i just bought a 2 wood to complete my set of 945W Super EOM’s. its in good condition but looks a bit tired so i was thinking of giving it a spruce up. as im not a woodworking geek, could someone suggest the type and colour of stain i should use on the head?
You should probably go for a similar colour or a slightly darker shade, it’s often not possible to go for a lighter shade cause sometimes you can’t remove all the old stain from the wood. You can apply a wood bleach to try to remove the old stain, but it doesn’t always work.
i want to do my best to preserve the beatiful grain my heads have so i found a fully transparent timber stain, however its intended for interior use. i asume this would mean it is more likely to fade when exposed to sunlight. As such, would multiple coats of UV stabilised polyurethane protect against fading?
also, Dave Woods’ instructional piece on restoring persimmon heads says that one should apply grain filler after staining to fill all the pores. would this not effect the colour?
You will find that wood filler (oil based) will darken the stain so test on the neck area first.
so i would be completing the sanding and staining then applying the grain filler?
a product like this http://www.wattyl.com.au/en/find-the-right-product/wood-care/Interior/FurnitureBuiltinFurniture/Stains/WattylCraftsmanGrainFiller.html
the product description states that it should go under the stain not over
spoke to a mate last night who is a keen wood worker and he suggested that i sand with 200 grit paper, then apply 2 coats of tung oil (letting it soak then wipe off after 10min) then flood with oil and sand. this will provide a super smooth surface with beautiful grain acentuation. i then am to apply 3 more coats and thats it. i will end up with a beautifully grained, weatherproof, silky smooth head.
although the satin smooth look sounds great, my concern with this is the lack of mechanical protection for the face.
Many Ace Hardware stores sell a half can of paste filler (or full). For years I have used water based stain first then filler. Oil based stains will also work. You need to wipe the filler off fairly quickly or it dries too hard and is very difficult to get off. Make sure you buff the head well using a soft cloth to remove residual filler. Recommend you let it sit 24 hours or more before applying finish so that the solvents can aerate off - buff again. The filler smooths out the finish and you will not get an orange peel look. Many modern polys will tarnish a brass soleplate after a while so consider a coat of spray lacquer on brass.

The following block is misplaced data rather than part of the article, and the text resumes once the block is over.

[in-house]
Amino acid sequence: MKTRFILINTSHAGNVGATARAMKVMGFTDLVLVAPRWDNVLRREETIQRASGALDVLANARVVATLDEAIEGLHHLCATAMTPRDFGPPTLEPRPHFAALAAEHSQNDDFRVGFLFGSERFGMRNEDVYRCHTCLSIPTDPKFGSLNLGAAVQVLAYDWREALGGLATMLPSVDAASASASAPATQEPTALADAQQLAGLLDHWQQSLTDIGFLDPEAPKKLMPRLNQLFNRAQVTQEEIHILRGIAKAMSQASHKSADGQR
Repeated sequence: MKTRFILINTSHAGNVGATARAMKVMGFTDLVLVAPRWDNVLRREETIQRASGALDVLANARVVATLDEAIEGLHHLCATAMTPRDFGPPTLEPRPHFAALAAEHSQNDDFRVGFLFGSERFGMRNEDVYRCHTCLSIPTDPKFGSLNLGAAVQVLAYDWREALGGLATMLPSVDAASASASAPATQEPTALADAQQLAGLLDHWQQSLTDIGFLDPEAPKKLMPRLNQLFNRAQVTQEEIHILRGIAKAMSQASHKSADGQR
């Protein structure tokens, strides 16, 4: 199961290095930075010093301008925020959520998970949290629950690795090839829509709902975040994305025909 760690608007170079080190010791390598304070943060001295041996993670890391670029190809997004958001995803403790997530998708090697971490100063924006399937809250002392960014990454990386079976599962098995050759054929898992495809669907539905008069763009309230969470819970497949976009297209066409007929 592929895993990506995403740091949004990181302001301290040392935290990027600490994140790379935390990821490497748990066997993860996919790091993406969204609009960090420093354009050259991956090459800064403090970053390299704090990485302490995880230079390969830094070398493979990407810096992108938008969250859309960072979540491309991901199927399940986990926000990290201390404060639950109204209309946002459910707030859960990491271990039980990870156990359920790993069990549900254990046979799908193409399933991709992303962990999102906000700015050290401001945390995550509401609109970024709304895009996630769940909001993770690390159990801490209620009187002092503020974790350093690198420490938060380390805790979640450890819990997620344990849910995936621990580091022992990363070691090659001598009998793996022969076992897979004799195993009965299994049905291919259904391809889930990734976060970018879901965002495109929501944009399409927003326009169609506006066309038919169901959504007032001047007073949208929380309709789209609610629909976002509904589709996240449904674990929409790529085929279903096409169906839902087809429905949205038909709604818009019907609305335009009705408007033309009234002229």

ok so its underway. ive decided to go with a tung oil coating rather than poly and will be staining them mahogany.
how i bought them: they had been refurbished previously. the stain was a mid brown, the poly had yellowed, the paintfills were not sharp.
Post sanding: i did strugle to get all the stain off the 4w so its a little darker than the others and as the previous refurb was done without the removal of the whipping, the nexks came up much whiter and the sweep between the neck and crown had far more saturation of stain as that must have been where the previous owner started each stroke.
after 1st coat of tung oil: this layer should ensure an even absorption of the stain, which come next. the oil realy excetuated the grain
stain layer: i decided to tint the oil rather than apply a neat layer of stain. i chose mahogany. it came up nice and red but had a problem with the 4w as i left it till last so i can take some photos of before and after and forgot to re stir the pot before applying. this meant that ive ended up with a slightly less red hue to the finish. i think im going to leave it as i fear than any recoat would make it much darker than the others. oh well.
Sorry I had photo embedment issues. I will try again
Things are developing quite well. I’m surprised and happy how a patina is developing after each coat of tung oil. This is after the 4th layers was rubbed back. Now that the oil is creating a hard ended coat I will again try the paint fills. Previously the lack of coat meant that the timber was sucking up the paint.
Those look nice. One issue I think you will find is that over time you will need to reapply and rub in coats of oil periodically. I really love a nice piece of wood with a rubbed finish. It feels like satin.
im aware of the “extra” maintenance with the oil finish but the look is so much nicer than poly.
my 3w had its final paintfilling last night so now its time for one more burnishing layer then its done!